It can be tricky to know how much pocket money you should award your kids with each week. It can also be a worry thinking that the cash you hand over might either go on giant bags of Haribos on the way home from school or on something that seems pointless to us adults (plastic aliens, perhaps- we’ve been there).
However, giving kids pocket money offers them the opportunity to learn money management and important skills in saving and budgeting.
Why should you give pocket money?
Pocket money gives children the chance to manage cash for the first time- even if it’s just a small amount. They’ll likely be tempted to splash it all at first, but given a few nudges they can become more money-savvy.
Handing kids a jam jar to save some of their money in towards a wished-for item is educating them in being responsible and forward-thinking with their cash. It also encourages working towards goals and teaches them the benefit of waiting for the bigger reward. Encourage kids to be proud of saving up their money.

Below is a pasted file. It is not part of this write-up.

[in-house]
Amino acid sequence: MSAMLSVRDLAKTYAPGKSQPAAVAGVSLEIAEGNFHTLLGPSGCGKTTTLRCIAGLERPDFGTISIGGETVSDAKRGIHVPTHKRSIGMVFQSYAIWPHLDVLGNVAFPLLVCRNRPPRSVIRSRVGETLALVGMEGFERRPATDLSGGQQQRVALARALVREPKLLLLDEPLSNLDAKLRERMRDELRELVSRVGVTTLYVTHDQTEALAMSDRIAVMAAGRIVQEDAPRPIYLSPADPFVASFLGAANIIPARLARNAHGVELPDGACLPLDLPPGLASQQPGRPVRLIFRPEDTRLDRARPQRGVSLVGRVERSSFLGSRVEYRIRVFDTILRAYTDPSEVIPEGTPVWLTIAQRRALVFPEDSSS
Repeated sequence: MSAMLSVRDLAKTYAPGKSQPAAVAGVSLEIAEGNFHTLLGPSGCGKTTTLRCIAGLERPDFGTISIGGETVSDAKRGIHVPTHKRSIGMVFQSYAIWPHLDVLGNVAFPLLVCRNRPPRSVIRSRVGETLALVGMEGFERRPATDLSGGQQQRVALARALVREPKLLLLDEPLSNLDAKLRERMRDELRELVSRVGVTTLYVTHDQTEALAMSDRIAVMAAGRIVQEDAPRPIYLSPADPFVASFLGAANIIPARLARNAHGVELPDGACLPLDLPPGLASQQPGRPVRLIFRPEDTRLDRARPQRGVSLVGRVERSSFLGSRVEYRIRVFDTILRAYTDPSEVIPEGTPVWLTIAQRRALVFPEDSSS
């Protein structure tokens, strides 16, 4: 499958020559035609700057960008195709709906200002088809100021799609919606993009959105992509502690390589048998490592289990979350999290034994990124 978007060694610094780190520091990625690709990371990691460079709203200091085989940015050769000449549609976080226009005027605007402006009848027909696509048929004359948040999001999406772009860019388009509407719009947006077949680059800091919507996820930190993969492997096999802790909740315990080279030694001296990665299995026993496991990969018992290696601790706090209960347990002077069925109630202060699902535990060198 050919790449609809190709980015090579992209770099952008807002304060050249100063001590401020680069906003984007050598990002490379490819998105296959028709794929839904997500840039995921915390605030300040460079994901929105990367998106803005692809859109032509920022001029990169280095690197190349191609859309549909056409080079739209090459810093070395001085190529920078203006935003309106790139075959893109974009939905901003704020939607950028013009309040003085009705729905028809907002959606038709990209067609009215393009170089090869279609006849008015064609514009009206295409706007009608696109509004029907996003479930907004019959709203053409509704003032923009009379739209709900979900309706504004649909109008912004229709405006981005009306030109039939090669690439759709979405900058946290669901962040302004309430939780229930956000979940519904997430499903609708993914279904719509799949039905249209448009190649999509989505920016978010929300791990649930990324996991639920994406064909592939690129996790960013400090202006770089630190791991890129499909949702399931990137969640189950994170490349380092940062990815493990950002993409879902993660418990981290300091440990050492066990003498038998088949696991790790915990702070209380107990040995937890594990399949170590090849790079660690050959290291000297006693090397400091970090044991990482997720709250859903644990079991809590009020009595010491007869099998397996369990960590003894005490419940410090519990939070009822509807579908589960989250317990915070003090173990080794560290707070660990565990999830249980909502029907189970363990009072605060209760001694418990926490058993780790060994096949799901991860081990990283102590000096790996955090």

Older children may benefit from having their pocket money loaded onto a prepaid bank card by parents- find out more here.
How much pocket money do parents normally give in the UK?
The average pocket money per week in the UK is around £7. You may want to adjust this amount to be lower for younger children, and a little higher for teenagers who have more independence and trips out with friends.
If you can’t afford to give around £7, don’t worry, merely give them what you comfortably can. If kids wonder why they don’t get as much pocket money as a friend, this is a chance to have a conversation about differences in financial circumstances. Being honest with kids about the cost of living crisis is also helpful for them to understand.
Should pocket money be given for chores?
For kids of a certain age, earning money through household chores can be a valuable lesson. Plus, it helps parents out around the house! You could start from primary age with simple tasks like keeping their room tidy. As children grow a little they can progress to emptying the dishwasher or washing the car. Older teens can take the bins out, or pick up items at the shop.
Earning through chores teaches children that ‘making’ money is positive and results in a reward. This stands children in good stead for getting their first part time or full time job in the future and having a positive attitude to work.
You could price each chore at £1- as long as it isn’t over too quickly and lasts several minutes. This gives them a clear chore= reward understanding, and helps them see clearly how much pocket money they can make.